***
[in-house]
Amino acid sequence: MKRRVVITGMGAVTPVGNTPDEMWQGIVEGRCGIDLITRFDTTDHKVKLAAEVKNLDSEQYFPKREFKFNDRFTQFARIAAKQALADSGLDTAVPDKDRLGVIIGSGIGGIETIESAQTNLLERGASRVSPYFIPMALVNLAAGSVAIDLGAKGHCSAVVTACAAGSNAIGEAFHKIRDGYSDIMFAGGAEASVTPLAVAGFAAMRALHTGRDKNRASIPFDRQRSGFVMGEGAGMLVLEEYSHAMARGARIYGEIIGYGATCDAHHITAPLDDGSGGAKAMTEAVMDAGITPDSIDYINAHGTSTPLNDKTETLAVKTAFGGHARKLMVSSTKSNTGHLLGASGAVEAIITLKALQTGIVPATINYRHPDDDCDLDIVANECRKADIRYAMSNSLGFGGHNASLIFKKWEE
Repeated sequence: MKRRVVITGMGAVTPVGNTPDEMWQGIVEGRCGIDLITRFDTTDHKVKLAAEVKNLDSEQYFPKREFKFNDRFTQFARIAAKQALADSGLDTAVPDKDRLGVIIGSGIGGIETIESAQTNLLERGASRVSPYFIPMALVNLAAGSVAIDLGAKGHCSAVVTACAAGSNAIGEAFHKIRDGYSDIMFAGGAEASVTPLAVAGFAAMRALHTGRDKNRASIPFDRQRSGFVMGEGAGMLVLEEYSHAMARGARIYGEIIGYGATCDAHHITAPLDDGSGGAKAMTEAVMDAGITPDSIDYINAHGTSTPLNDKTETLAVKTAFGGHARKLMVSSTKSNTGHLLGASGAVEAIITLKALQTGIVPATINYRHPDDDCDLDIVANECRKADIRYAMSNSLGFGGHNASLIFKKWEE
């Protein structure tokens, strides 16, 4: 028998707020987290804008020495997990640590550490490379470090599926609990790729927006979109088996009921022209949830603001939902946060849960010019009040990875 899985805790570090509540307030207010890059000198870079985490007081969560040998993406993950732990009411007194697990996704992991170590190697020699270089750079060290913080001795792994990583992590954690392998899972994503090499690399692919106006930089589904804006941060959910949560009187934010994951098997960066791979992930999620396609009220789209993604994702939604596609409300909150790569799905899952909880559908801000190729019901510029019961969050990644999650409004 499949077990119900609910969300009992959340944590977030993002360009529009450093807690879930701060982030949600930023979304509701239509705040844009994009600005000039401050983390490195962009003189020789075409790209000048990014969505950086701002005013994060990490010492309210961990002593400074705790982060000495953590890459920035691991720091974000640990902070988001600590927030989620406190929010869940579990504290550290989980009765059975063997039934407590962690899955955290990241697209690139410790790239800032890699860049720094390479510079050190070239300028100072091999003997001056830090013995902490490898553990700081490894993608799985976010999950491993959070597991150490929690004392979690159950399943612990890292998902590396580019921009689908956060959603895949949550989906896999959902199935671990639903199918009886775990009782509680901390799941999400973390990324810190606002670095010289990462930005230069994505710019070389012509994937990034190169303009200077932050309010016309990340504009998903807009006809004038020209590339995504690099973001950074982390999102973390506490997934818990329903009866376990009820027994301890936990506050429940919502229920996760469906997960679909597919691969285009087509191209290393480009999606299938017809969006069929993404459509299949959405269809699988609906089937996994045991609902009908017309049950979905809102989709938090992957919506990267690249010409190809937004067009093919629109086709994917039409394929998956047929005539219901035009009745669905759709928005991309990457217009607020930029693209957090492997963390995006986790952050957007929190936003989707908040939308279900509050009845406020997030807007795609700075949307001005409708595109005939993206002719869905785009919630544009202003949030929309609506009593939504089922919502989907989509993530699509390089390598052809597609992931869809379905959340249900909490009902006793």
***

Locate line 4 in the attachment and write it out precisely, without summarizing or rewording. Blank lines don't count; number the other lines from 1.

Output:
């Protein structure tokens, strides 16, 4: 028998707020987290804008020495997990640590550490490379470090599926609990790729927006979109088996009921022209949830603001939902946060849960010019009040990875 899985805790570090509540307030207010890059000198870079985490007081969560040998993406993950732990009411007194697990996704992991170590190697020699270089750079060290913080001795792994990583992590954690392998899972994503090499690399692919106006930089589904804006941060959910949560009187934010994951098997960066791979992930999620396609009220789209993604994702939604596609409300909150790569799905899952909880559908801000190729019901510029019961969050990644999650409004 499949077990119900609910969300009992959340944590977030993002360009529009450093807690879930701060982030949600930023979304509701239509705040844009994009600005000039401050983390490195962009003189020789075409790209000048990014969505950086701002005013994060990490010492309210961990002593400074705790982060000495953590890459920035691991720091974000640990902070988001600590927030989620406190929010869940579990504290550290989980009765059975063997039934407590962690899955955290990241697209690139410790790239800032890699860049720094390479510079050190070239300028100072091999003997001056830090013995902490490898553990700081490894993608799985976010999950491993959070597991150490929690004392979690159950399943612990890292998902590396580019921009689908956060959603895949949550989906896999959902199935671990639903199918009886775990009782509680901390799941999400973390990324810190606002670095010289990462930005230069994505710019070389012509994937990034190169303009200077932050309010016309990340504009998903807009006809004038020209590339995504690099973001950074982390999102973390506490997934818990329903009866376990009820027994301890936990506050429940919502229920996760469906997960679909597919691969285009087509191209290393480009999606299938017809969006069929993404459509299949959405269809699988609906089937996994045991609902009908017309049950979905809102989709938090992957919506990267690249010409190809937004067009093919629109086709994917039409394929998956047929005539219901035009009745669905759709928005991309990457217009607020930029693209957090492997963390995006986790952050957007929190936003989707908040939308279900509050009845406020997030807007795609700075949307001005409708595109005939993206002719869905785009919630544009202003949030929309609506009593939504089922919502989907989509993530699509390089390598052809597609992931869809379905959340249900909490009902006793």